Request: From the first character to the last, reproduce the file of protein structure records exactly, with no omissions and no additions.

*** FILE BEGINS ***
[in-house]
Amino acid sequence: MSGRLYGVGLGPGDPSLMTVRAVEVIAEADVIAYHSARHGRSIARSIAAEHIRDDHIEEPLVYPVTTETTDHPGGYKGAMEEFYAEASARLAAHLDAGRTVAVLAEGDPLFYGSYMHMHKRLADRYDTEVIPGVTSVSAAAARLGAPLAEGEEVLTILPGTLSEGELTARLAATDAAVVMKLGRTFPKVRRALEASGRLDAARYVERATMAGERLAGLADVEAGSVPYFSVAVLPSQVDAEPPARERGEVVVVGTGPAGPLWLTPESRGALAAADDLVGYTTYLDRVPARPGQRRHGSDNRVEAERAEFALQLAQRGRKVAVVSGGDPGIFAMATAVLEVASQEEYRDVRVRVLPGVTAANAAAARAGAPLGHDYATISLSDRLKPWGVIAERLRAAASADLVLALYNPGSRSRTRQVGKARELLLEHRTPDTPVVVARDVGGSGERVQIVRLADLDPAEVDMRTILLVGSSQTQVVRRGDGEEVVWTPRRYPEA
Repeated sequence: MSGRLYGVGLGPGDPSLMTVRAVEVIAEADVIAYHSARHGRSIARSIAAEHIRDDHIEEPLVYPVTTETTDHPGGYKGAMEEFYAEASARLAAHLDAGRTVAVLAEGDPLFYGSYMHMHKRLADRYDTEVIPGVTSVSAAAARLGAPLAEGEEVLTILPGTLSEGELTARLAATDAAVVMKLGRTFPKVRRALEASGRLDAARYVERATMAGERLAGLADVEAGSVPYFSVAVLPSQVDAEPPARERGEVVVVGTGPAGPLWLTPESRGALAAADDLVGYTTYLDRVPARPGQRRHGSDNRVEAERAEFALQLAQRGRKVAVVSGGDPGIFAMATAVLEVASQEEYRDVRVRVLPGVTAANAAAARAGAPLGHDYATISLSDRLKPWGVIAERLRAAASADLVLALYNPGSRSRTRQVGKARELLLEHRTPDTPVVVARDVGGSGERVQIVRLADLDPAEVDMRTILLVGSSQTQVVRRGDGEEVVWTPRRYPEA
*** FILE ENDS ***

[in-house]
Amino acid sequence: MSGRLYGVGLGPGDPSLMTVRAVEVIAEADVIAYHSARHGRSIARSIAAEHIRDDHIEEPLVYPVTTETTDHPGGYKGAMEEFYAEASARLAAHLDAGRTVAVLAEGDPLFYGSYMHMHKRLADRYDTEVIPGVTSVSAAAARLGAPLAEGEEVLTILPGTLSEGELTARLAATDAAVVMKLGRTFPKVRRALEASGRLDAARYVERATMAGERLAGLADVEAGSVPYFSVAVLPSQVDAEPPARERGEVVVVGTGPAGPLWLTPESRGALAAADDLVGYTTYLDRVPARPGQRRHGSDNRVEAERAEFALQLAQRGRKVAVVSGGDPGIFAMATAVLEVASQEEYRDVRVRVLPGVTAANAAAARAGAPLGHDYATISLSDRLKPWGVIAERLRAAASADLVLALYNPGSRSRTRQVGKARELLLEHRTPDTPVVVARDVGGSGERVQIVRLADLDPAEVDMRTILLVGSSQTQVVRRGDGEEVVWTPRRYPEA
Repeated sequence: MSGRLYGVGLGPGDPSLMTVRAVEVIAEADVIAYHSARHGRSIARSIAAEHIRDDHIEEPLVYPVTTETTDHPGGYKGAMEEFYAEASARLAAHLDAGRTVAVLAEGDPLFYGSYMHMHKRLADRYDTEVIPGVTSVSAAAARLGAPLAEGEEVLTILPGTLSEGELTARLAATDAAVVMKLGRTFPKVRRALEASGRLDAARYVERATMAGERLAGLADVEAGSVPYFSVAVLPSQVDAEPPARERGEVVVVGTGPAGPLWLTPESRGALAAADDLVGYTTYLDRVPARPGQRRHGSDNRVEAERAEFALQLAQRGRKVAVVSGGDPGIFAMATAVLEVASQEEYRDVRVRVLPGVTAANAAAARAGAPLGHDYATISLSDRLKPWGVIAERLRAAASADLVLALYNPGSRSRTRQVGKARELLLEHRTPDTPVVVARDVGGSGERVQIVRLADLDPAEVDMRTILLVGSSQTQVVRRGDGEEVVWTPRRYPEA